Be careful. Are you performing under a time-and-materials or labor hour order? If so, you'd better read the applicable payment clause in the contract. See, generally, FAR 16.601( c)(2). You may need separate rates for the subcontractor. You might want to check with the GSA contracting officer and the contracting officer who issued the order.

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I'm not a GSA Schedule expert, not by a long shot. But I followed the helpful link that jlbdca posted, and I read about prime/subK relationships vs. CTAs.

Did I read and interpret correctly that, when there is a prime/subK relationship, the prime is responsible for compliance with the Price Reductions Clause--even if the discount is offered by the subK and not the Prime?

Primes must comply with the Price Reduction Clause (PRC) in their contract; that is, they must ensure that they preserve the discount ratio negotiated based on their basis-of-award customer or customer category. I believe what here_2_help is referring to from the linked page is this:

The ordering activity is invoiced in accordance with the prime contractor's GSA Schedule contract, including any applicable price reductions.

This means only that if the prime has triggered a price reduction, it must honor those reduced rates on all labor, including subcontractor.

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Can we bill them at our rates? Do we need any approval from our CO?

I was trying to locate specific regulatory justification for this practice but could not find it.

If T&M/L/H order see FAR 52.212-4 (e)(1)(ii)

...(ii) Hourly rate means the rate(s) prescribed in the contract for payment for labor that meets the labor category qualifications of a labor category specified in the contract that are—


  • (A) Performed by the contractor;
    (B) Performed by the subcontractors; or....

Emphasis on bold underlined.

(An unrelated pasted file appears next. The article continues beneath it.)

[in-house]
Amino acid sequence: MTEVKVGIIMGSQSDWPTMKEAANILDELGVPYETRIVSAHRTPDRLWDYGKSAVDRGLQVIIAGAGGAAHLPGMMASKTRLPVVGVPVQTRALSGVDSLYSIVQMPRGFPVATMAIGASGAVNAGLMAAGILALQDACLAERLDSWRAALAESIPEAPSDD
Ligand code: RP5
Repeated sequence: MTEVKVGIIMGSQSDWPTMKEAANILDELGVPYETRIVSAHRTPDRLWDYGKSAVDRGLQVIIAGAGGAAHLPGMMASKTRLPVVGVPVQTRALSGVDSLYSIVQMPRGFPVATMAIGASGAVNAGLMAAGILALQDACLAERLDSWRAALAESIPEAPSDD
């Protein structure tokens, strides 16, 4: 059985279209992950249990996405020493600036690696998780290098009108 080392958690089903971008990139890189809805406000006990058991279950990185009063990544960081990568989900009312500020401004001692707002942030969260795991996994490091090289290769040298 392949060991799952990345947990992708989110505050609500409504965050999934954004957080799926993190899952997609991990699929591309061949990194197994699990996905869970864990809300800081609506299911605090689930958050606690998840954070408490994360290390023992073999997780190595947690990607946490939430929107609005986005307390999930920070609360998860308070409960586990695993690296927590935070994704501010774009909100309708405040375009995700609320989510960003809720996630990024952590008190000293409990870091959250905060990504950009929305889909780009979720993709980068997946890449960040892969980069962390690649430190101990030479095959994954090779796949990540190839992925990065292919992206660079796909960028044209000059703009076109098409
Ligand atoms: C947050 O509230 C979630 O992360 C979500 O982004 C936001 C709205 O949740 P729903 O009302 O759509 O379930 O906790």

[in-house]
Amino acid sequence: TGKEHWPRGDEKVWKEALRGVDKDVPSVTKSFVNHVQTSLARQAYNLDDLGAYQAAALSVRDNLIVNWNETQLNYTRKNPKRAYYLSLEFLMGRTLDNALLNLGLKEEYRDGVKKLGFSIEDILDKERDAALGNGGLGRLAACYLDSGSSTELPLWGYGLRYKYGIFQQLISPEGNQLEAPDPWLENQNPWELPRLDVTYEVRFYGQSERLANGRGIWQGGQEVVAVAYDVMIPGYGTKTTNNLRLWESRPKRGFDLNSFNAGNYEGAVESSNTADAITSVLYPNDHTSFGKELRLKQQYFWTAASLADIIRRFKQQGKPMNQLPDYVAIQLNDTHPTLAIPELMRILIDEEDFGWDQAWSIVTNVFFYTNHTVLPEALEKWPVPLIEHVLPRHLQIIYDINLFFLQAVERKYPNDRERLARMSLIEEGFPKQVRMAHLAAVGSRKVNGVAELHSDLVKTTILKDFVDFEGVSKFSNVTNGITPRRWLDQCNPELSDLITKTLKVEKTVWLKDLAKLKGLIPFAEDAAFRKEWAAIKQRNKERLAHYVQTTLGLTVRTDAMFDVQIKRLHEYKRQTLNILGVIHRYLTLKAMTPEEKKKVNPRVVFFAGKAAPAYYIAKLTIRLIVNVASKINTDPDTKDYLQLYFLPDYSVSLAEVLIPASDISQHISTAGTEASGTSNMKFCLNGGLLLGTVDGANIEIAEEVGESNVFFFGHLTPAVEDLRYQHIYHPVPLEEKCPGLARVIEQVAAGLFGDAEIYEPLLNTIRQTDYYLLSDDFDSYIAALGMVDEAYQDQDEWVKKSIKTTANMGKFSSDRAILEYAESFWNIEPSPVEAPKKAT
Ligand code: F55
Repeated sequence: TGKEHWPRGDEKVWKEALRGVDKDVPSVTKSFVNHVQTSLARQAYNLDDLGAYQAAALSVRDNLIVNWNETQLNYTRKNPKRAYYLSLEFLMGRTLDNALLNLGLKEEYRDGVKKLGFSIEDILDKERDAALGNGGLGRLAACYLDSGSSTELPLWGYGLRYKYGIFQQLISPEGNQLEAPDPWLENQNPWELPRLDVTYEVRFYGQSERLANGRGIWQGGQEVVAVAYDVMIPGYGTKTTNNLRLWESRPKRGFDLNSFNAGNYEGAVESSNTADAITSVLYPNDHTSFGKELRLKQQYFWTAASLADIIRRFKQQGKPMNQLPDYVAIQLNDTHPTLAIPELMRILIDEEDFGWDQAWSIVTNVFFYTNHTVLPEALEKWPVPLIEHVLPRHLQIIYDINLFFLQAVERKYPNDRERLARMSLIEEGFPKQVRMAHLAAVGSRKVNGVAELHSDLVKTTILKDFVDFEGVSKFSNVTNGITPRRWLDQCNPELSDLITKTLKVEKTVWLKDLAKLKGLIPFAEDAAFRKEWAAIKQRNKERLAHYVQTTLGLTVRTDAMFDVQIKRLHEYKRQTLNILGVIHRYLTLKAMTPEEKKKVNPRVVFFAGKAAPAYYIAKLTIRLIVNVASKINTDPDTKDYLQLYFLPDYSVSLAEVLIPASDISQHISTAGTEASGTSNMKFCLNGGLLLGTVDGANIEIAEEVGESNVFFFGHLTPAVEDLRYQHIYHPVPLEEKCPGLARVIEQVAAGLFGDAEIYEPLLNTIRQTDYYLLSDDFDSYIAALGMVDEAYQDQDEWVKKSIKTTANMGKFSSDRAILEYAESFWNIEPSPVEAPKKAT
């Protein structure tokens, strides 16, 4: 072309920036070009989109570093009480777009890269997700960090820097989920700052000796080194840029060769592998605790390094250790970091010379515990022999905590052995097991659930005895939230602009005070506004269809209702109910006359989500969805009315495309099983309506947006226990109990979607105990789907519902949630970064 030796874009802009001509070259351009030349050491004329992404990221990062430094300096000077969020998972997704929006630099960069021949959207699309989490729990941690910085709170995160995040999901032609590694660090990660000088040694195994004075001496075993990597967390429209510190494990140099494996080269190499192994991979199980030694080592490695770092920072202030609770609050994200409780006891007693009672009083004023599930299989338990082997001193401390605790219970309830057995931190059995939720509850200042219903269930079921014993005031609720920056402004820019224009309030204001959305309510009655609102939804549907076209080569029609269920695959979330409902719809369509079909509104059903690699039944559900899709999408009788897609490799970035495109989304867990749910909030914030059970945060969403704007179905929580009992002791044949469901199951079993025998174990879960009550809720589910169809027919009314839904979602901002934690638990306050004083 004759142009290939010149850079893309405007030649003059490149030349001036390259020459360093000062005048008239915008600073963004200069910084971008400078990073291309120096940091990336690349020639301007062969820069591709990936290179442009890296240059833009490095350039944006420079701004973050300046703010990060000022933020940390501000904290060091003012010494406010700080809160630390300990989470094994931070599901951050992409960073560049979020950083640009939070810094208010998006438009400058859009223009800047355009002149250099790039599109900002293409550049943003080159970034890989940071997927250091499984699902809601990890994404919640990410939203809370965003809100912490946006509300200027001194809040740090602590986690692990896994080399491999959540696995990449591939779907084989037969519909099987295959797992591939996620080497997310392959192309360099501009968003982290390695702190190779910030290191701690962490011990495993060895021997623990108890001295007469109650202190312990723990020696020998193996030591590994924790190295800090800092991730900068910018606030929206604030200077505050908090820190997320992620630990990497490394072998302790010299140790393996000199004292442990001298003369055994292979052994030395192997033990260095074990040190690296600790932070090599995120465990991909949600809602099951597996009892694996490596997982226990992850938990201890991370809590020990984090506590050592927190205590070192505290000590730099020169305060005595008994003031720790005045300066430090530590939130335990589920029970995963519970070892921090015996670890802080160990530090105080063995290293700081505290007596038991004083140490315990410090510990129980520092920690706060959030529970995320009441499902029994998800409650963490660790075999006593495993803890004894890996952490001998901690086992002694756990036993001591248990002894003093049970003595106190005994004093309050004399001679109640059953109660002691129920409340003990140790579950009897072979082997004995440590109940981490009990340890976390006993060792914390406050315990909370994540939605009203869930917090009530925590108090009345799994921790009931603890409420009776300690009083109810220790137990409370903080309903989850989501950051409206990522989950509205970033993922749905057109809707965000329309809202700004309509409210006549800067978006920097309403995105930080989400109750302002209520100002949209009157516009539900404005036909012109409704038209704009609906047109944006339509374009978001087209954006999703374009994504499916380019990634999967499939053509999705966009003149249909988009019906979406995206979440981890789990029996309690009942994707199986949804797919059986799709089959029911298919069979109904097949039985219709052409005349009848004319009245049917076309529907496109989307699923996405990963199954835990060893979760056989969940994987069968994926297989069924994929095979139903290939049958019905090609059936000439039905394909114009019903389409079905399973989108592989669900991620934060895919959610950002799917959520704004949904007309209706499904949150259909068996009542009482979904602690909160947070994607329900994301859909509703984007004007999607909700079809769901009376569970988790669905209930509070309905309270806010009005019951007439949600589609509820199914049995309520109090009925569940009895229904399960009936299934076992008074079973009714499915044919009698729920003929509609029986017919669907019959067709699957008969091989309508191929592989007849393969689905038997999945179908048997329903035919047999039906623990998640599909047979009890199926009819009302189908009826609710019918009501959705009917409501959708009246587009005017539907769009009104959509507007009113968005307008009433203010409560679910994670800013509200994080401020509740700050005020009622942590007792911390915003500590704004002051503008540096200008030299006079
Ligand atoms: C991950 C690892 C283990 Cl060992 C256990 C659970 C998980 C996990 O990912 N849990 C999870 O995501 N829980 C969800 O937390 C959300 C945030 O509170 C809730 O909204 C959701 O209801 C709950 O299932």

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Sorry, Meant to say FAR 52.212-4 ALT I (e)(1)(ii). And I don't know how the smiley face got in there. Guess I need to post more.

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If the prime's and subcontractor's statement of work only defines hours tied to the subcontractors internal labor categories and does not make mention of the specific GSA labor category agreed upon by the Prime and the End Customer, who is liable to the end customer if in fact, unqualified personnel work on the contract?

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The prime has to bill the government either for

1 hours of labor, which may only be at the prime's approved GSA rates or the subcontractors' approved GSA rates, if the parties are in a CTA, 52.232-7a(2)

or

2 the subcontract at cost 52.232-7b91)(ii)(B)

If the latter, the items should be marked open market by the CO and in your invoices.

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Yet what if the end customer rejects the primes invoice for labor as it deemed that the labor was not performed in accordance with the designated GSA labor categories. Who would then be liable for such non-compliance, the prime or the subcontractor?

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The prime would be liable to the government, of course, but the prime might've passed that liability down to the sub by subcontract, most prudent primes do!